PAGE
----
Facial and jaw pain can be excruciating and you would wish it disappears in one blink. However, depending on the cause of the pain, it can usually last for a while until treated. Most facial pain is associated with the temporomandibular joint, the joint which connects the upper and lower jaw bones. When this joint fails to function properly, you might be suffering from the symptoms of temporomandibular joint (TMJ) disorders. Keep reading to learn more about this disorder:
TMJ disorders can cause a grating sensation every time you chew or open your mouth. But, the following are the most common symptoms of this problem:
- Jaw pain or tenderness.
- Temporomandibular joints pain.
- Ear pain.
- Problem chewing
- Facial pain.
- Jaw lock.
- Facial swelling
- Neck or shoulder pain.
Possible Causes of TMJ Disorders
Although the symptoms of TMJ disorders are usually easy to recognize, it is harder to determine the cause of the pain. Determining the cause of your TMJ disorder is vital to identify the right treatment for you. Possible causes include the following:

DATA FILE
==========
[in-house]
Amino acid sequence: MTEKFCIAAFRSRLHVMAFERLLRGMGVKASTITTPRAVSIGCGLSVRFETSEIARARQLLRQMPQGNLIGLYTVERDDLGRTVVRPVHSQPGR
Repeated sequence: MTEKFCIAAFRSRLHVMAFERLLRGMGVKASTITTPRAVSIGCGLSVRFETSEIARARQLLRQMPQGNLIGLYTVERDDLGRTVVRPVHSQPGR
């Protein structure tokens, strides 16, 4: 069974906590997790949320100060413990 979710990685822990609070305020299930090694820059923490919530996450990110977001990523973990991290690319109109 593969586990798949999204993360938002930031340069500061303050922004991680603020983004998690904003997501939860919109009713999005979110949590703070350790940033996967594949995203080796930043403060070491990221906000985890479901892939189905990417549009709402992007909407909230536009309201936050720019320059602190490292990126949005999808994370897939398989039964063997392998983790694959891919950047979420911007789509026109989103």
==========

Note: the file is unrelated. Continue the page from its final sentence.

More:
- Teeth grinding and jaw clenching. The habits can put a lot of stress on the jaw and result in a TMJ disorder.
- Arthritis. Just like other body joints, arthritis can develop in your TMJ. Arthritis is commonly associated with aging but it could run in your family.
- Jaw Injury. No matter how you injured your jaw, it can result in a TMJ disorder.
Other causes of TMJ disorders include infection, autoimmune disease, dental surgery, and slouching. Also, untreated worn, chipped, or cracked teeth can lead to a TMJ disorder.
Treatment for TMJ Disorders
There are a lot of treatment options for TMJ. You will have to begin dealing with it at home. Home remedies can include eating soft foods, taking over-the-counter anti-inflammatory medicines, avoiding unnecessary jaw movements, putting moist heat or cold packs on your jaw, and more. However, if you have tried all home remedies and still don’t get the relief you need, you should see a doctor right away. Your doctor will usually prescribe pain relievers, anti-inflammatory medications, or muscle relaxers. They may also recommend that you use oral splints or mouth guards or refer you to a physical therapist. If these options still don’t work, they will suggest surgery or other procedures such as TMJ arthroscopy, open joint surgery, or modified condylotomy.